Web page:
LATEST FROM THE BLOG

Dealer Spotlight: Modern Anthology in Brooklyn

Modern Anthology is one of those special stores that you go into looking for one item and come out with a lifestyle. Their approach to modern covers clothing, accessories, vintage artifacts, along with furniture and decor by Modernica. Visit one of their locations in Brooklyn, NY to check them out, or online.

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Modernica’s Fave Five Plants and How to Not Kill Them

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Photo by Havens Creative.

Pairing the perfect plant to your Case Study Ceramic planter can be a surprisingly difficult decision. After all, this living organism will be performing an important visual task in your interior design, and then you have to keep it alive! Here are our fave five plants to pair with Case Study Ceramics and how to nurture them.

Snake Plant (Obviously)

Snake plants and Case Study Ceramic Cylinders are like butter and toast. They just fit together. It doesn’t hurt, of course, that the snake plant (sansevieria trifasciata) is incredibly easy to care for. Plant it in some free-draining soil, place it indirect sunlight, and water it every few weeks or so. That’s all it needs, and this green friend could stay with you for decades.

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Photo courtesy of Madison Modern Home.

Ponytail Palm

True to its name, the ponytail palm’s fat little trunk and bouncing “curls” will add instant personality to your space. Depending on the size you prefer, it can adapt to a variety of ceramic shapes and sizes. The little palm likes lots of bright light and dry soil, so let it dry out completely between waterings. A bit of fertilizer two or three times a year is all it needs to enjoy a long and happy life in your home.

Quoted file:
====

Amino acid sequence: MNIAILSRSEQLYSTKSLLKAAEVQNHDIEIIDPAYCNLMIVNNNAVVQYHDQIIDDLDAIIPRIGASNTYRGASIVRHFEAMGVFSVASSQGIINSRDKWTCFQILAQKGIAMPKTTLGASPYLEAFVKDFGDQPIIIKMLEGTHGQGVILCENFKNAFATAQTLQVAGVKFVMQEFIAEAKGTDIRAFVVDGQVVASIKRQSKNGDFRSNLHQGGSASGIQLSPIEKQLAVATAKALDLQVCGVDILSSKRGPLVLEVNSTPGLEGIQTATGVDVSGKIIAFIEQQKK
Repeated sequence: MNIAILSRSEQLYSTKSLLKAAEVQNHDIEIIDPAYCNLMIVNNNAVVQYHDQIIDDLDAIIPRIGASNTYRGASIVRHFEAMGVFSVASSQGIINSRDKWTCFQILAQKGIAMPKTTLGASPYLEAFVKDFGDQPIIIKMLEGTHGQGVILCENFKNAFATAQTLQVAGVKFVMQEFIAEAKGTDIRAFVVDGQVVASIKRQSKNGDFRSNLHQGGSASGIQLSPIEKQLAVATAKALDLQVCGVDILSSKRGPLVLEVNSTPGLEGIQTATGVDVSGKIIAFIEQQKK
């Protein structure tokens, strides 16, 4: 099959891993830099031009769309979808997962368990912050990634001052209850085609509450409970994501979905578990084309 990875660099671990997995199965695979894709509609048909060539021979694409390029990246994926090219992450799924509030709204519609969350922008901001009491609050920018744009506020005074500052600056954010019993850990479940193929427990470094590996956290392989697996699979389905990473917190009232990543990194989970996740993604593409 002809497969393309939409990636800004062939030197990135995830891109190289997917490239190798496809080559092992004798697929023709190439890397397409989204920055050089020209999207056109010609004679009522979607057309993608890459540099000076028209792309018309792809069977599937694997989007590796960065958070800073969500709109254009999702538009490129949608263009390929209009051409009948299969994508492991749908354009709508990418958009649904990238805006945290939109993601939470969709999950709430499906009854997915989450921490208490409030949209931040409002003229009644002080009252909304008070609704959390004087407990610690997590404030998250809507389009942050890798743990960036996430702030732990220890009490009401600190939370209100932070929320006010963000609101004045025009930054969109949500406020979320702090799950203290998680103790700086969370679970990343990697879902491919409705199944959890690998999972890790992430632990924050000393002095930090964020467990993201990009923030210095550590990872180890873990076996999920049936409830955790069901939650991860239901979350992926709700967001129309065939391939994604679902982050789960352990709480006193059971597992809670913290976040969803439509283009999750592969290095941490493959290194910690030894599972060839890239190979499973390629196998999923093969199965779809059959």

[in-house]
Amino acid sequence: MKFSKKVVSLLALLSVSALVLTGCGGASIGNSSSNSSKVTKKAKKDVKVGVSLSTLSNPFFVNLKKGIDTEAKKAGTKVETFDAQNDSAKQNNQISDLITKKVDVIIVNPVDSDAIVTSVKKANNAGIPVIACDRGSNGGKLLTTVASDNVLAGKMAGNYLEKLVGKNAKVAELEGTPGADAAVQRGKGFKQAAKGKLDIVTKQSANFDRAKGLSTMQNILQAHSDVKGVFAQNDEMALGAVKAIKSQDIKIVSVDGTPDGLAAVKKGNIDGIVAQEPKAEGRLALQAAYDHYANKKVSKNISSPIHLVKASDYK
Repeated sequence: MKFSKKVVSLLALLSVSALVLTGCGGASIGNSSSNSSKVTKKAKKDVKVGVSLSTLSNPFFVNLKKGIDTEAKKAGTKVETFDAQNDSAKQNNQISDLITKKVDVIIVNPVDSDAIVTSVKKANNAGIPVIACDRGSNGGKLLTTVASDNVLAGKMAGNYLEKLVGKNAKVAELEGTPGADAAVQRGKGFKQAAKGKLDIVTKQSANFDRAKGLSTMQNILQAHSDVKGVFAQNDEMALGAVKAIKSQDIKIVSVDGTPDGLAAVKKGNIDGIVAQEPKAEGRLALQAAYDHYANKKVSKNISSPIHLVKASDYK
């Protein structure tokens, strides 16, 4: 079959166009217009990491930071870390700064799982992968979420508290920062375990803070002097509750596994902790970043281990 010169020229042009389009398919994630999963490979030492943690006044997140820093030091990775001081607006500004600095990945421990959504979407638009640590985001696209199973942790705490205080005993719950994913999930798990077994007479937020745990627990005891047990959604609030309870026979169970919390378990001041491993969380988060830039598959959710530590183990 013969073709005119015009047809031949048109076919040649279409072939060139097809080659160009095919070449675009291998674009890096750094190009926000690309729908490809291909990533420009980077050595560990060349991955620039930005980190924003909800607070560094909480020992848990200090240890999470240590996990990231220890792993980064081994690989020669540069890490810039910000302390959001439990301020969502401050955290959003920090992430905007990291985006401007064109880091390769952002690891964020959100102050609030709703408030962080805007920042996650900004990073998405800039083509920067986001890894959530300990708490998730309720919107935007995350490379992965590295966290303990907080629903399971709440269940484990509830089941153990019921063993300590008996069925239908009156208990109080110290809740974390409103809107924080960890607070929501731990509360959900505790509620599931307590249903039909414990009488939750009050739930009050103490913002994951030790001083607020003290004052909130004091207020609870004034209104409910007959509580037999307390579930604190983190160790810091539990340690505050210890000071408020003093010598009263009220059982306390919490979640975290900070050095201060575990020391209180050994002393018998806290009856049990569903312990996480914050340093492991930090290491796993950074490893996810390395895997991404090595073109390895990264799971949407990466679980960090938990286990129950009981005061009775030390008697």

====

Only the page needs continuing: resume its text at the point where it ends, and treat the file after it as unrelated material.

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Photo courtesy of The Sill.

African Milk Tree

Another plant that’s unique and fun, euphorbia trigona is not technically a tree or a cactus, but rather a large and handsome succulent. Like all succulents, it requires well-draining (preferably cactus) soil, loads of sunlight, and very little water. During growing season (April – October) the milk tree may enjoy regular feedings of cactus fertilizer. Plant it in a large, deep planter to see how tall it can grow!

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Photo by Havens Creative.

Fiddle Leaf Fig

This pretty little tree has become immensely popular of late and you’ve probably seen it around on your favorite design blogs and TV Shows. The large, shiny leaves can bring a happy buoyant air into your home, and a Fiddle Leaf has real growth potential. Give it a large enough pot, and it’ll shoot right up to the ceiling.

Like most small shrubs and trees, the Fiddle Leaf wants lots of bright – but indirect – sunlight, and plenty of water. Water it anytime you find the top inch of soil dry. If size is an issue, you’ll want to trim the root ball by about 15% once a year to keep it from growing too large. Fertilize once a month during spring and summer months, and dust off those big leaves every once awhile. This happy tree will continue to grow and change for years to come.